a question for linguists

October 12, 2010, 02:33 PM posted in General Discussion

Hi all,

Today my Chinese classmate asked me a question:

"Gesa, Germany is "Deutschland", right? But "Dutch" is not spoken in Germany, right? How comes?"


My first reaction was that there is just no relation between the German word "Deutschland" and the English word "Dutch"...and they might look or sound more similar for a Chinese person as for Westerners, same as e.g. "chan" and "chang" might sound similar to Westerners but make a big difference in Chinese...


But then I thought...I don't know. There are a lot of words with the same word stem in German and English, I don't know where the word "Dutch" is coming from...etc.


Anyone any comments about this? 



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October 12, 2010, 03:19 PM

A little search on wikipedia proves your student right!

The origins of the word Dutch go back to Proto-Germanic, the ancestor of all Germanic languages, *þeudiskaz (meaning "national/popular"); a cognate of Old Dutch dietsOld High German duitschOld English þeodisc and Gothic þiuda all meaning "(of) the common (Germanic) people".

[..] On the continent *theudo evolved into two meanings: Diets(meaning "Dutch (people)" <archaic>[9]) and Deutsch (German, meaning "German (people)"). At first the English language used (the contemporary form of) Dutch to refer to any or all of the Germanic speakers on the European mainland (e.g. the Dutch, the Flemish and the Germans). For example, in Gulliver's Travels, German is called "High Dutch", whereas what we call Dutch today is called "Low Dutch". Gradually its meaning shifted to the Germanic people they had most contact with, both because their geographical proximity, but also because of the rivalry in trade and overseas territories: the people from the Dutch Republic, the Dutch.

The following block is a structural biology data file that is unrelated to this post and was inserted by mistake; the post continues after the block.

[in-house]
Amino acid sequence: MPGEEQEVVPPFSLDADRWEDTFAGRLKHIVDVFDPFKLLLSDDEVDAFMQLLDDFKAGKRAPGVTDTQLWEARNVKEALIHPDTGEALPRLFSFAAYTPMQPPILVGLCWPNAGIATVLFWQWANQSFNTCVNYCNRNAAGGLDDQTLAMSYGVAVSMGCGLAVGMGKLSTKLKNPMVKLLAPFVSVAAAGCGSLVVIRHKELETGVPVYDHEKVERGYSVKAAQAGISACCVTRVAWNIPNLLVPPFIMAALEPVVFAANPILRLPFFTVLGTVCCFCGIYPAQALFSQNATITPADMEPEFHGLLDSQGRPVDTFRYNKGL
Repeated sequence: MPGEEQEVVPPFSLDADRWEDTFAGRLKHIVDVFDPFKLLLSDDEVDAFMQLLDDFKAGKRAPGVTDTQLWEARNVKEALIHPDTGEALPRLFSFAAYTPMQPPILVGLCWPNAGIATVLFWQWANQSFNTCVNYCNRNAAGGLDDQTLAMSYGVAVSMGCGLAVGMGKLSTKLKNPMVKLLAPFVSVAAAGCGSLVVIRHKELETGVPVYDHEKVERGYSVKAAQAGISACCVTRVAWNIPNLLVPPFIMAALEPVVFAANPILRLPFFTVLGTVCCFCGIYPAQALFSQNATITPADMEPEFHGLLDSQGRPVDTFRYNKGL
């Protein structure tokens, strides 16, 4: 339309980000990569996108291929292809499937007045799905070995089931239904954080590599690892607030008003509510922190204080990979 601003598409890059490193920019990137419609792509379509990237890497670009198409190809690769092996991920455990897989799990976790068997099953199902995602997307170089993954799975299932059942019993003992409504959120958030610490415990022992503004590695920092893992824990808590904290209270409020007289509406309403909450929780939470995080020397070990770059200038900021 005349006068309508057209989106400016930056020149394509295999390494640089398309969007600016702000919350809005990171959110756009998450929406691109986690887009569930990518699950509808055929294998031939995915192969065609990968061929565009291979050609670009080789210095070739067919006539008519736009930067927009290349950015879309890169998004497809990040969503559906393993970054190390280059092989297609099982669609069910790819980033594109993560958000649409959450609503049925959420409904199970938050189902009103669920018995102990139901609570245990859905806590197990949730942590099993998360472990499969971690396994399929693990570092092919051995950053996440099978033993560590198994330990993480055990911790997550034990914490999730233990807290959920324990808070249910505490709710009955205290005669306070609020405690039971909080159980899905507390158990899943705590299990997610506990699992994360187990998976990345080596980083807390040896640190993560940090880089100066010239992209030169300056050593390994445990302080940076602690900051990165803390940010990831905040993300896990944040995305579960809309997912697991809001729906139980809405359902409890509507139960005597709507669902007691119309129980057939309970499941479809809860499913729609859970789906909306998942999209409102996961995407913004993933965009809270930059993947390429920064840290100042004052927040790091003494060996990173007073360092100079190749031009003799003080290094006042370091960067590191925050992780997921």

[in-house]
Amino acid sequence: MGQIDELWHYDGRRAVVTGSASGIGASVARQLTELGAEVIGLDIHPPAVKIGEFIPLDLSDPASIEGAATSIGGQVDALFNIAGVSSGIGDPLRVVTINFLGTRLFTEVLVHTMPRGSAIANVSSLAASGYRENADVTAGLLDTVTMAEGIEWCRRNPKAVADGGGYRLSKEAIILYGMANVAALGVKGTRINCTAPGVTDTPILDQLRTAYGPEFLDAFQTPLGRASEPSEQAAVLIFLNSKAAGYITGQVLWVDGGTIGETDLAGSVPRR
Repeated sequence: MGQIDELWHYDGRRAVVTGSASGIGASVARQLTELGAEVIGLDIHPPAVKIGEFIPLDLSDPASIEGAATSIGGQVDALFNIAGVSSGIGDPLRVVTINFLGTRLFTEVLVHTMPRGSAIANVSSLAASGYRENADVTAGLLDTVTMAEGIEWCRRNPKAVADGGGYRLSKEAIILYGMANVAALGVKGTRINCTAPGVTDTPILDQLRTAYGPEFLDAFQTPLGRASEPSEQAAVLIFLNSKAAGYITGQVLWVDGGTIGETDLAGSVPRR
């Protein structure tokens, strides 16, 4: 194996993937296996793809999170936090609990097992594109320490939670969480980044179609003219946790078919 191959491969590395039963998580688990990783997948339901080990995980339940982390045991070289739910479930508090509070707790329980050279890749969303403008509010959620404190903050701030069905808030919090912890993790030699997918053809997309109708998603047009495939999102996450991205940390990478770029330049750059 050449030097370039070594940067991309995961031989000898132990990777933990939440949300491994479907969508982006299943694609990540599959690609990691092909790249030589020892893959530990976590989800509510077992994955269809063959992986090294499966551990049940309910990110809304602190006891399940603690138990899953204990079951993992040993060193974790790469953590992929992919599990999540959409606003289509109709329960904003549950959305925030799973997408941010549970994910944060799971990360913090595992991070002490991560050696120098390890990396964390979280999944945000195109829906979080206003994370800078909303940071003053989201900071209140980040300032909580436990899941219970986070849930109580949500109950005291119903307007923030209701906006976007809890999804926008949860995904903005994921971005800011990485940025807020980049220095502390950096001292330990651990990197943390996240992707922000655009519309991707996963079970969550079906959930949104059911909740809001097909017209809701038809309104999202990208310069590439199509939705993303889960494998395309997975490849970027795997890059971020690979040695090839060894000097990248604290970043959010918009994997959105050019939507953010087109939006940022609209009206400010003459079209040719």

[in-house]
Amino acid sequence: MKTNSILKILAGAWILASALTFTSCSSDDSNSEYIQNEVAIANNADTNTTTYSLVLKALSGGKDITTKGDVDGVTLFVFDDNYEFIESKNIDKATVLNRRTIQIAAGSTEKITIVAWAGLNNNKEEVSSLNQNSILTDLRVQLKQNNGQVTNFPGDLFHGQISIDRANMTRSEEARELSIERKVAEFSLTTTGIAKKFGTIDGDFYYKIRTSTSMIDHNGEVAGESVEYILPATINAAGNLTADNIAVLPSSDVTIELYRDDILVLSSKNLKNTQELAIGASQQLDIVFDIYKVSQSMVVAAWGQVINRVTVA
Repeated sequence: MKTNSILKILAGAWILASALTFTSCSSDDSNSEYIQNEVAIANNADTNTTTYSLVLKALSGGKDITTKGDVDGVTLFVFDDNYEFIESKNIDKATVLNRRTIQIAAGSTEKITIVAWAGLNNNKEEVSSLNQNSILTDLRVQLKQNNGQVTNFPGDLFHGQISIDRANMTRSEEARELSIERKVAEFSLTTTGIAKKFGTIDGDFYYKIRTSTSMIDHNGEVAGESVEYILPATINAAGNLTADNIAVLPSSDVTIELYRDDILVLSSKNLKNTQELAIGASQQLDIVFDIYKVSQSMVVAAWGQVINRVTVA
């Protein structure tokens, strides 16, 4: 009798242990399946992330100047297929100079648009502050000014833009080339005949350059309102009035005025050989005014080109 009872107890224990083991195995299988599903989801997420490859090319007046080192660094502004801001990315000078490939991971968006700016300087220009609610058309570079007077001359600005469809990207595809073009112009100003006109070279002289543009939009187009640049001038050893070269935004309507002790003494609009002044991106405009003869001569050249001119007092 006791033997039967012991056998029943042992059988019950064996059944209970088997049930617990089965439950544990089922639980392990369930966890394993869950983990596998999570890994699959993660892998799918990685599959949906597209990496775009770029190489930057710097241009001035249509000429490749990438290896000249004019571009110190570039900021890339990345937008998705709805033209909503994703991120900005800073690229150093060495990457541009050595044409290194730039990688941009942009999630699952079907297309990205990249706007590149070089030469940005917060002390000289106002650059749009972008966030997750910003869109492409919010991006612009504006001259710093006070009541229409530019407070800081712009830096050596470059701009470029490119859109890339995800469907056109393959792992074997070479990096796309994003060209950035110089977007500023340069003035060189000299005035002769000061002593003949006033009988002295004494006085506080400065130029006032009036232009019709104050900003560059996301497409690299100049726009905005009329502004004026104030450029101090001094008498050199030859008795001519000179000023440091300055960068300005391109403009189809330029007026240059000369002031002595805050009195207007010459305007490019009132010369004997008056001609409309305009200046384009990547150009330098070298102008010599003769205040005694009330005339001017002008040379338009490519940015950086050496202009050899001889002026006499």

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Thank you very much! I will tell Zhihui (my classmate not my student, obviously I wouldn't make a good German teacher ;-)) next time in class!